Patent applications are a critical piece of documentation and one that often requires the expertise of a translator who specializes in patents. You may also need to translate supporting documentation, such as diagrams and drawings, as part of the application.
As you launch your product or service in different countries, you may also want to translate technical documentation related to trademarks so that you can apply to protect your trademark in each new market.
2. Corporate Communications
It is easy to exclude corporate communications documents from the category of “technical documentation,” but in reality, they require similar expertise and knowledge.
Annual reports demand the expert touch of a financial translator who understands the ins and outs of corporate finance. They should be able to accurately convey your financial results and outlook, given that the words they choose could impact your performance in local stock exchanges.
Similarly, press releases should be handled by an industry-specific translator who understands public relations and how to communicate both positive and negative news. At the same time, the translator also needs to have an excellent grasp of your industry and your product.
3. Internal Communications
As you expand your company globally, additionally to other types of technical documentation, you may need to translate internal communications.
For example, if you have recently opened a corporate office in Tokyo, you will need to translate reports and executive summaries into Japanese. Memos written by Japan-based staff require translation into English for the team at headquarters. You may also need to translate training manuals and eLearning content so that office staff in Japan can learn to use the same tools as those in Toronto or London.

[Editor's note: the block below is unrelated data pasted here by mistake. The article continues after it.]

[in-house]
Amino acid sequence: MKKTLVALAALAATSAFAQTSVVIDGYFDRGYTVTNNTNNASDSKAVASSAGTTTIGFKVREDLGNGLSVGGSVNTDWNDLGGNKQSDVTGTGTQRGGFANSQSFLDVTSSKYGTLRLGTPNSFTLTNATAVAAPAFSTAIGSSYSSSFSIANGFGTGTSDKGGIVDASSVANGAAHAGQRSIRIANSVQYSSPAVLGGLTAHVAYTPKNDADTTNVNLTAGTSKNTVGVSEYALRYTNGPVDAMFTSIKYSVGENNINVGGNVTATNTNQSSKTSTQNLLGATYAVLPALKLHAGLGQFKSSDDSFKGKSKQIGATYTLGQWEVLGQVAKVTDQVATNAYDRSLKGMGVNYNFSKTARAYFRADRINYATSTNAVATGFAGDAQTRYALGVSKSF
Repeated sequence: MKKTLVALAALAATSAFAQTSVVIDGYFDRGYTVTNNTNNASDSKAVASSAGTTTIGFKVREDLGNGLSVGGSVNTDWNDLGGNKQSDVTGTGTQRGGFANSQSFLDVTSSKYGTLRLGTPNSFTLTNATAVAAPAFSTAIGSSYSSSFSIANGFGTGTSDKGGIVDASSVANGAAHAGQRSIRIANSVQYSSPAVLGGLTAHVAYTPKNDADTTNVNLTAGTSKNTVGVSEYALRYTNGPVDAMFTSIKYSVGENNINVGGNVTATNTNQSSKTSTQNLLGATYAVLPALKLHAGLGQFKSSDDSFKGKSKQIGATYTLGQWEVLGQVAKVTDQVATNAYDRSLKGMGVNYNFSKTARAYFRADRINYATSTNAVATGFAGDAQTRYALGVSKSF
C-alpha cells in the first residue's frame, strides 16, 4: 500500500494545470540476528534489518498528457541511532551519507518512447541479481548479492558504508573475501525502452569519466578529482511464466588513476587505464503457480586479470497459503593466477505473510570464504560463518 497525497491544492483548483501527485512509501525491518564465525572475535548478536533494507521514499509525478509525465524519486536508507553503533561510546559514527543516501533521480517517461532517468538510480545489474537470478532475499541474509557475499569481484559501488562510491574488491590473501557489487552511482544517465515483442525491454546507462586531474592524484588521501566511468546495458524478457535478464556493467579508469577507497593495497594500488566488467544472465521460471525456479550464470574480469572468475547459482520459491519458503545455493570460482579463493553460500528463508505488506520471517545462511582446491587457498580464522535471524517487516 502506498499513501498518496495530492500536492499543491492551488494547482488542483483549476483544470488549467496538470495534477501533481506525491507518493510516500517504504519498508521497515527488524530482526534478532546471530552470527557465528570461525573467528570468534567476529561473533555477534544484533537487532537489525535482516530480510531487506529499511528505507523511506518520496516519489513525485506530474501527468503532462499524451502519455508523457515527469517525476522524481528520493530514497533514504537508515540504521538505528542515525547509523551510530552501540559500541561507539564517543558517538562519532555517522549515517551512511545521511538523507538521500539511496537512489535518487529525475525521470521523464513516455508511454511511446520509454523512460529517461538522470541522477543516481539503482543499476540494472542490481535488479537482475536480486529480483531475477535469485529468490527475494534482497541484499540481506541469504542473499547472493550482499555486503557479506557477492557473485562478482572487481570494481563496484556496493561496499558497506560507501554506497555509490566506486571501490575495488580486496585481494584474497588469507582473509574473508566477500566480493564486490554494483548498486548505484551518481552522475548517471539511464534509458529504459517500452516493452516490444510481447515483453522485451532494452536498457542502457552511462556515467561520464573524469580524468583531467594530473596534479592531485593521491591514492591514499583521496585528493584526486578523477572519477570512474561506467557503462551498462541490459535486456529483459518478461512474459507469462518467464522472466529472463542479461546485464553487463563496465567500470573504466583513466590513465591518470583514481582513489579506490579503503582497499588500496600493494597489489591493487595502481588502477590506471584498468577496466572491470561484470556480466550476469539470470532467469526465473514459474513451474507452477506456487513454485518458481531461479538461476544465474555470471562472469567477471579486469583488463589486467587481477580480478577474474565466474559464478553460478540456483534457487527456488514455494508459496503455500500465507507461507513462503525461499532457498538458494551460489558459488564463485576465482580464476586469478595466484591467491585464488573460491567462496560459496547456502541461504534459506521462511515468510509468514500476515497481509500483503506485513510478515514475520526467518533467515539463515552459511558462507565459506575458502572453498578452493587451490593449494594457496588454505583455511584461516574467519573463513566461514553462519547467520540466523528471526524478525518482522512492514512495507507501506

If your company develops software or similar products, you may also find that you need to translate user requirements documents or market requirements documents crafted by in-country teams.
You may also find that you need to translate eLearning content for internal purposes. For example, if you introduce a new procedure for time tracking in all offices, you will get the best results with your employees based in Japan when you translate the slide show from the source language into Japanese.
How Art One Can Help You with Your Technical Translation Checklist
Art One Translations has years of experience translating documents for companies that sell complex products and services. Our expert translators are native speakers of over 90 languages. They can handle a wide range of file types for technical document translation, including product manuals, operating procedures, and user guides, among others.
We can also translate documents that require both technical knowledge and marketing skill, including eBooks and white papers, press releases, memos, and websites.
Our clients include companies in sectors such as telecom, engineering, and machinery, as well as many technology and software companies. We pride ourselves on responsiveness and flexibility with every project we complete.
If you want your technical translations to satisfy your target audience and improve your KPIs, contact us today. Our team is here to help you with your technical documentation translation project.